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View Full Version : Can LL arbitrarily remove things from our house?



X10
28-03-2009, 00:23 AM
Hi all, I've been living in rented accomodation now for a couple months and still getting used to it all.

Recently our landlord sent us an E-Mail he was going to remove the giant mirror in the hallway from our house and the next day promptly removed it.

We all use the mirror and were quite dissapointed he did this and voiced our concern as politely as possible, but he seems to not care.

Is he allowed to just come and take things like that?

If so, what else is he allowed to remove, and what sort of recourse do we have against it, if any?

Thanks all,
X10

Lawcruncher
28-03-2009, 09:36 AM
The only way he can remove stuff is if he reserved the right to do so in the tenancy agreement. Next time do not let him in. If he has a key, change the locks whatever the agreement says.

X10
28-03-2009, 09:53 AM
Hello Lawcruncher, thanks for the response.

The tenancy agreement does not state anything about removing anything from the communal areas.
However, in a follow-up E-Mail LL says that as it was the family home, the tenancy agreement does not cover items in the communal areas and he reserves the right to remove such items from the house as he chooses.

I've only been a tenant for 2 months so far, he hasn't been terrible and I don't want to cause waves if not necessary.
I would think changing the locks on his old family home would be a bit aggressive?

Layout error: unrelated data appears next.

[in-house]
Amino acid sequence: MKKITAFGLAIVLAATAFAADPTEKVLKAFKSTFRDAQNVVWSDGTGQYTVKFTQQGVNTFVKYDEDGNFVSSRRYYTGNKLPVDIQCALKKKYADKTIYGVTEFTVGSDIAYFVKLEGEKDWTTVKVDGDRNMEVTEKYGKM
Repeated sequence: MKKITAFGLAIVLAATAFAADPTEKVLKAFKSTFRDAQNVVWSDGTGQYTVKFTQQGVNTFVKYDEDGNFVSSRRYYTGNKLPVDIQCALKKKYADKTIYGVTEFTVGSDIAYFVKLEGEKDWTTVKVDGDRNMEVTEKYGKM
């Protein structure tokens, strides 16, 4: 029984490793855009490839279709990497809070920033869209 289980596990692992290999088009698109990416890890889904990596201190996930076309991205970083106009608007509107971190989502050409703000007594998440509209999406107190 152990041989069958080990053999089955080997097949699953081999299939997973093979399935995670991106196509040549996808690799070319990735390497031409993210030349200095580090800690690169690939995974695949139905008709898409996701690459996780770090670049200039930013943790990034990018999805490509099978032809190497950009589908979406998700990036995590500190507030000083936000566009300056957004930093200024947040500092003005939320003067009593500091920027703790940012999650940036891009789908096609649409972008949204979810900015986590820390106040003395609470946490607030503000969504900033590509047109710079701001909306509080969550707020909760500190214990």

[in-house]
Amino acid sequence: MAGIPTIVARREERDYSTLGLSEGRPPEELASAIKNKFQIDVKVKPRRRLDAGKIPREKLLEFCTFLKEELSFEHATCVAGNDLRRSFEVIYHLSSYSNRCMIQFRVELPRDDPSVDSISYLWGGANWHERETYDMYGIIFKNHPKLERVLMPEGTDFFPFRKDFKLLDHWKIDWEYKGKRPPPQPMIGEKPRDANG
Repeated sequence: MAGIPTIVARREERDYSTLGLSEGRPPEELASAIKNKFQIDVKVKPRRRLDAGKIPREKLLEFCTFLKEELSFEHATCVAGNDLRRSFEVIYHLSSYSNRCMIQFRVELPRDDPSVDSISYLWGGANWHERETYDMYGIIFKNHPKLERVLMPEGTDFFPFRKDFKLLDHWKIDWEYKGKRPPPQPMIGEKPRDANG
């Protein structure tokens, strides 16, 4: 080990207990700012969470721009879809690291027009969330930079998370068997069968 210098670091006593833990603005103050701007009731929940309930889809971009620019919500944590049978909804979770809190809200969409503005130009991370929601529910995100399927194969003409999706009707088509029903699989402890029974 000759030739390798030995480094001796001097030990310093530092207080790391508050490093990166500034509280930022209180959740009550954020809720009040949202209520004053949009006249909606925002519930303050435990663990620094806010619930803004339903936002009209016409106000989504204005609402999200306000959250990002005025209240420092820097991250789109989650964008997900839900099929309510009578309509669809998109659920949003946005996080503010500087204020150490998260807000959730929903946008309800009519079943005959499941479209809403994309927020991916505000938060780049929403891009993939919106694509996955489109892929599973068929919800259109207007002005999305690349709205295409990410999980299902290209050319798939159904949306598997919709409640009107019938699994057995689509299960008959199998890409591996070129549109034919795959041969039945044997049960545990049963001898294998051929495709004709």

Should I maybe bring it up that it's not in the TA and therefore he should at least replace the mirror with a similar one?

Thanks,
X10

Ericthelobster
28-03-2009, 09:58 AM
in a follow-up E-Mail LL says that as it was the family home, the tenancy agreement does not cover items in the communal areas and he reserves the right to remove such items from the house as he chooses.Never mind what he interprets after the event what the agreement covers; if the agreement doesn't say that then he can't claim it does afterwards!

It can be a problem renting a property which an LL has lived in (whether or not (s)he intends to return to live there) for this sort of reason; also (s)he may well have emotional attachments to the property which wouldn't be there in an investment property.

Lawcruncher
28-03-2009, 10:08 AM
as it was the family home, the tenancy agreement does not cover items in the communal areas and he reserves the right to remove such items from the house as he chooses.

I can think of a few one word responses to that. It may have been his family home, but it is your home now. When you viewed the property the mirror was there. I doubt the mirror was a clincher in your deciding to take the property, but it was still a feature of the property.

You say you do not want to make waves and that is fair enough. However, you have a choice: make a stand now, or wait for the next occasion for him to ride roughshod over you. What next? Take out the cooker and replace it with a primus stove?

Change the locks. It is not agressive and entirely justifiable. It is your home for the duration of the tenancy, landlord's family home or not. If he is that sentimental about it he should not be letting it.

BE BLOODY, BOLD AND RESOLUTE

(Lady Macbeth)

mind the gap
28-03-2009, 11:40 AM
I can think of a few one word responses to that. It may have been his family home, but it is your home now. When you viewed the property the mirror was there. I doubt the mirror was a clincher in your deciding to take the property, but it was still a feature of the property.

You say you do not want to make waves and that is fair enough. However, you have a choice: make a stand now, or wait for the next occasion for him to ride roughshod over you. What next? Take out the cooker and replace it with a primus stove?